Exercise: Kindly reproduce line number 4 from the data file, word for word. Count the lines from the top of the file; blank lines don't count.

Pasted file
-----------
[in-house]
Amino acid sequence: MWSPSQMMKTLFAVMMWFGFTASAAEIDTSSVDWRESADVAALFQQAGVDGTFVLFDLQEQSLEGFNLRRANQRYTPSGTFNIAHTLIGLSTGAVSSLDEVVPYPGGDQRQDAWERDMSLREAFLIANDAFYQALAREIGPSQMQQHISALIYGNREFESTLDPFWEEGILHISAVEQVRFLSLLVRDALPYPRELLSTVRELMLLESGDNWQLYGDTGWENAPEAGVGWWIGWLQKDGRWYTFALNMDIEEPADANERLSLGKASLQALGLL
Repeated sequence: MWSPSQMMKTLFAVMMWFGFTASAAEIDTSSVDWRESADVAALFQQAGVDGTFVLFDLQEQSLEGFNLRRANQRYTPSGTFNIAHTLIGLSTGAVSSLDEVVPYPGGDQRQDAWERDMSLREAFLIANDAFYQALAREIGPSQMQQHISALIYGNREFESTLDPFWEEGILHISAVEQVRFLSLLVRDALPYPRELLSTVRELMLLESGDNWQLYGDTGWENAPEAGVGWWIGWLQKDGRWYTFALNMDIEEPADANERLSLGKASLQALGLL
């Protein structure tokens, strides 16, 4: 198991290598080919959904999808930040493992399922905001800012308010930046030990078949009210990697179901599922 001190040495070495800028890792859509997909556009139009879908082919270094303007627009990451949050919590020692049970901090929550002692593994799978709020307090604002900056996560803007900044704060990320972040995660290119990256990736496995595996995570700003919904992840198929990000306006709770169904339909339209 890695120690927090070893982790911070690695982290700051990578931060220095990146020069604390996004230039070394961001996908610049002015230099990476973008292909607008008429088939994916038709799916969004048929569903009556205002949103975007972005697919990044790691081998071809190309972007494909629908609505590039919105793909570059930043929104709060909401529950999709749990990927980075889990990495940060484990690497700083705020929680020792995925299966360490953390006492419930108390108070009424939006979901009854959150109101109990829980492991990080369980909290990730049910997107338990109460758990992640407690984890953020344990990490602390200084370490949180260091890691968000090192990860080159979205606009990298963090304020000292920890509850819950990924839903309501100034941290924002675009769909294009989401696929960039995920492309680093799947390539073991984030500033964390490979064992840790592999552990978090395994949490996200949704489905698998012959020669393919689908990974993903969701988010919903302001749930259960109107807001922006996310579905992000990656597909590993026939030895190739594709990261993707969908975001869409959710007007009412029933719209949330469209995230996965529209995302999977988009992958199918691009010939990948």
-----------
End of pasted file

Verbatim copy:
């Protein structure tokens, strides 16, 4: 198991290598080919959904999808930040493992399922905001800012308010930046030990078949009210990697179901599922 001190040495070495800028890792859509997909556009139009879908082919270094303007627009990451949050919590020692049970901090929550002692593994799978709020307090604002900056996560803007900044704060990320972040995660290119990256990736496995595996995570700003919904992840198929990000306006709770169904339909339209 890695120690927090070893982790911070690695982290700051990578931060220095990146020069604390996004230039070394961001996908610049002015230099990476973008292909607008008429088939994916038709799916969004048929569903009556205002949103975007972005697919990044790691081998071809190309972007494909629908609505590039919105793909570059930043929104709060909401529950999709749990990927980075889990990495940060484990690497700083705020929680020792995925299966360490953390006492419930108390108070009424939006979901009854959150109101109990829980492991990080369980909290990730049910997107338990109460758990992640407690984890953020344990990490602390200084370490949180260091890691968000090192990860080159979205606009990298963090304020000292920890509850819950990924839903309501100034941290924002675009769909294009989401696929960039995920492309680093799947390539073991984030500033964390490979064992840790592999552990978090395994949490996200949704489905698998012959020669393919689908990974993903969701988010919903302001749930259960109107807001922006996310579905992000990656597909590993026939030895190739594709990261993707969908975001869409959710007007009412029933719209949330469209995230996965529209995302999977988009992958199918691009010939990948």